Microsoft challenges poor grade for Security Essentials

The antivirus program didn't do so hot in a recent test, which isn't sitting well with the folks at Redmond.

Microsoft isn't too happy with the results of a recent test that found fault with its antivirus software.

For the second time in a row, the company's Security Essentials failed to win certification from AV-Test, a German-based testing lab that evaluates the efficacy of antivirus products. Out of 25 programs tested, only three failed to gain AV-Test's thumb's up for certification.

Microsoft's Forefront Endpoint Protection, which is geared toward corporate customers, also failed to gain certification.

Microsoft responded to the test via a blog posted yesterday, challenging its findings.

"Our review showed that 0.0033 percent of our Microsoft Security Essentials and Microsoft Forefront Endpoint Protection customers were impacted by malware samples not detected during the test," Joe Blackbird, program manager for Microsoft's Malware Protection Center, said. "In addition, 94 percent of the malware samples not detected during the test didn't impact our customers."

Blackbird cited three different examples in which he believes AV-Test missed the mark:

AV-Test reports on samples hit/missed by category. We report (and prioritize our work) based on customer impact.

AV-Test's test results indicate that our products detected 72 percent of all "0-day malware" using a sample size of 100 pieces of malware. We know from telemetry from hundreds of millions of systems around the world that 99.997 percent of our customers hit with any 0-day did not encounter the malware samples tested in this test.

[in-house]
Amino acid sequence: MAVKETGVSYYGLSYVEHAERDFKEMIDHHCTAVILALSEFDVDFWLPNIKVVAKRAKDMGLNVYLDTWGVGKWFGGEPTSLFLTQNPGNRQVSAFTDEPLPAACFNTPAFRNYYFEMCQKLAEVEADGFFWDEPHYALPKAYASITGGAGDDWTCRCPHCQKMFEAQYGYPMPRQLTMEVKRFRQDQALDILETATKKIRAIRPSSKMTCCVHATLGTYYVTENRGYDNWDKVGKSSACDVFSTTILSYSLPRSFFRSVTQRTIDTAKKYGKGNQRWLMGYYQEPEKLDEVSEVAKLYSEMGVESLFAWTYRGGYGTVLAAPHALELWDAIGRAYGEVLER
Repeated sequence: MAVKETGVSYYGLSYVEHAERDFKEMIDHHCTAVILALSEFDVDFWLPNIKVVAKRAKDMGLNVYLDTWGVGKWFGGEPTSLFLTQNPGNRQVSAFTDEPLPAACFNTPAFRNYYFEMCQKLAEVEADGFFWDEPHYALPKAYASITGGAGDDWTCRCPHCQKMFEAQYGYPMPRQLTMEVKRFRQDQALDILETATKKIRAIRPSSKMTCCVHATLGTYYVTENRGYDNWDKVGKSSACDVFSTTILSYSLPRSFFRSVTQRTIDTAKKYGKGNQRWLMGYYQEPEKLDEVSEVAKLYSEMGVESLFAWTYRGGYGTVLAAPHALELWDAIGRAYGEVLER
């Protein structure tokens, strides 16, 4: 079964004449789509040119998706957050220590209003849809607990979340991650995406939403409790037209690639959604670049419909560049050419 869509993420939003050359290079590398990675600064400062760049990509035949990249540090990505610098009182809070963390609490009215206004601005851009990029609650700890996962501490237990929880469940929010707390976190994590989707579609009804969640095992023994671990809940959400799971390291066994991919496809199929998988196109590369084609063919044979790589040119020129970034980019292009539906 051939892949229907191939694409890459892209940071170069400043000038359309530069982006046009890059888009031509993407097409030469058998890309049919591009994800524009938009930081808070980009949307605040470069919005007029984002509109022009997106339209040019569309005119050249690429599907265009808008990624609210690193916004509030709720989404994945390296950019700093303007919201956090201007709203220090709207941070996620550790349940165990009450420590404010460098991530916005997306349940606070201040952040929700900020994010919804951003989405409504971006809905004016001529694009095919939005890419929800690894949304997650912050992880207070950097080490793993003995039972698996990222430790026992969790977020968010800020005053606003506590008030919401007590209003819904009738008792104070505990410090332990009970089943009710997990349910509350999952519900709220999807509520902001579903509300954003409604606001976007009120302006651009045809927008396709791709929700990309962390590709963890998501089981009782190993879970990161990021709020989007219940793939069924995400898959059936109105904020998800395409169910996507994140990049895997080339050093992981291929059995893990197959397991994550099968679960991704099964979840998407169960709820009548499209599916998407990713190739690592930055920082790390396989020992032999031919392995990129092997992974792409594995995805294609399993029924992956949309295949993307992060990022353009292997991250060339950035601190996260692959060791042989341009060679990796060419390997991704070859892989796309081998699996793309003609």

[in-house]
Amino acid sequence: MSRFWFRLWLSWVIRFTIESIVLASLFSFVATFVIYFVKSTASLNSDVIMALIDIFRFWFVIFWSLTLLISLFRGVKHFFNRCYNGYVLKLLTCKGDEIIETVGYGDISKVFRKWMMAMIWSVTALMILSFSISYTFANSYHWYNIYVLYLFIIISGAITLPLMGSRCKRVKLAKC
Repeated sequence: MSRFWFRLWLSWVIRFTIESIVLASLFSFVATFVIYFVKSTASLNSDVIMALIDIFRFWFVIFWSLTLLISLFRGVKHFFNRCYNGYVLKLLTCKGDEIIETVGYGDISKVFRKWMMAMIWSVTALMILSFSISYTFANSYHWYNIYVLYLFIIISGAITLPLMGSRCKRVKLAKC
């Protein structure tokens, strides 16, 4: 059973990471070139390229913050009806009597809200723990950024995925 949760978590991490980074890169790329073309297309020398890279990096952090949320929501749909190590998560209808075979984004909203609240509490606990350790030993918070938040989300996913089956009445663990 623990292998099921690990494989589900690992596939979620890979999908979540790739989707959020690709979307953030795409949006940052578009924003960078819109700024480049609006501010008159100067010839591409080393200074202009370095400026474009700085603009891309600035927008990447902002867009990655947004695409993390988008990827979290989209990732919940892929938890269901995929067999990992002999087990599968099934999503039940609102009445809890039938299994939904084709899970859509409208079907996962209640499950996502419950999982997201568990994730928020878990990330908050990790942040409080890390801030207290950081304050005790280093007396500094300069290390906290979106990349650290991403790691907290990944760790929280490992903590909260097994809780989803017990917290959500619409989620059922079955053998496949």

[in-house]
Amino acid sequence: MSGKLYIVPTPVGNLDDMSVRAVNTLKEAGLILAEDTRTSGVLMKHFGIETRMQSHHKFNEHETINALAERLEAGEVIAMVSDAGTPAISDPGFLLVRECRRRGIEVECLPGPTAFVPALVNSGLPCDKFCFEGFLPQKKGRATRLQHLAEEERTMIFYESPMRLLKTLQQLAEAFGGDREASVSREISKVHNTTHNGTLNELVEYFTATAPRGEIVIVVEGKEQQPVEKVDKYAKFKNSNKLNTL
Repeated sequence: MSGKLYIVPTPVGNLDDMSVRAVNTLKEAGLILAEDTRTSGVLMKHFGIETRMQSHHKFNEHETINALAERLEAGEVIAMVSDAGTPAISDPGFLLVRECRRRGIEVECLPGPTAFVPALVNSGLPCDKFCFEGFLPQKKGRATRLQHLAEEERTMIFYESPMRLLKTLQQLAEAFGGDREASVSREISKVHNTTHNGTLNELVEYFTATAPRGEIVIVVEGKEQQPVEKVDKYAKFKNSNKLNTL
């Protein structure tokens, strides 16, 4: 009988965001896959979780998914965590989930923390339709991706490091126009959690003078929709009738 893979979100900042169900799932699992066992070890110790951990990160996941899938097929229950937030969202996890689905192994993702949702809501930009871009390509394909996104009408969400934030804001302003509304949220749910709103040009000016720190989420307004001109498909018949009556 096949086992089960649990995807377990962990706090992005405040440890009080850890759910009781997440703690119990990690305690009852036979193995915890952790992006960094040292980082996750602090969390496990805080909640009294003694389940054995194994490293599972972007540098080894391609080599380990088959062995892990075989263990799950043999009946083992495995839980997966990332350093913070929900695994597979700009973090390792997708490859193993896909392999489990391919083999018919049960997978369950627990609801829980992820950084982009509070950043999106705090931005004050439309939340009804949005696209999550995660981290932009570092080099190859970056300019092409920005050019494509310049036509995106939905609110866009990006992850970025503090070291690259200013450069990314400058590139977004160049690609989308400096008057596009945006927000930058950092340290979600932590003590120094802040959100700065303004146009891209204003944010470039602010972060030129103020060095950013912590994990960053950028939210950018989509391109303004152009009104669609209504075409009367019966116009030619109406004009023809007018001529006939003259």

AV-Test's test results indicate that our products missed 9 percent of "recent malware" using a sample size of 216,000 pieces of malware. We know from telemetry that 94 percent of these missed malware samples were never encountered by any of our customers.

Microsoft cut AV-Test a bit of slack by saying it's difficult for independent groups to devise tests that can mimic the real-world conditions of virus attacks. At a security conference last year, AV-Test itself admitted to certain flaws in the methods used by current independent tests. But it still stood behind its approach.

Security Essentials has been on a bumpy ride with AV-Test as of late.

In 2009, Microsoft's initial version of the software scored well in the group's testing. But more recent tests conducted last year found the product much less effective.

In an e-mail to CNET, AV-Test CEO Andreas Marx said that Microsoft brought up some good points in its blog and that the group has been discussing these items with the company and other antivirus vendors. According to Marx, the issues cited by Microsoft aren't specific to testing but rather to the prevalence of certain viruses and their impact on actual users. "Depending on what you count, you will get different results," he said.

The CEO also explained the approach used by AV-Test.

"As of today, every two seconds we see three new malware samples, which are summing up to a few million samples per month," he said. "Instead of looking at millions of samples, our focus is on the unique families. Out of every family, we select recent samples in order to use them in our tests. So the impact of these samples is indeed low, however, the impact of the malware family is considerably high. We favor the family-based approach over the sample-based one because of today's malware situation."

The testing is also dependent on the amount of data AV-Test receives, both from antivirus vendors and users.

"To create meaningful data, we are already using telemetry data from a wide range of antivirus companies and users of these products," Marx said. "Our tests can only be as good as the prevalence data we're getting in a timely manner."

 

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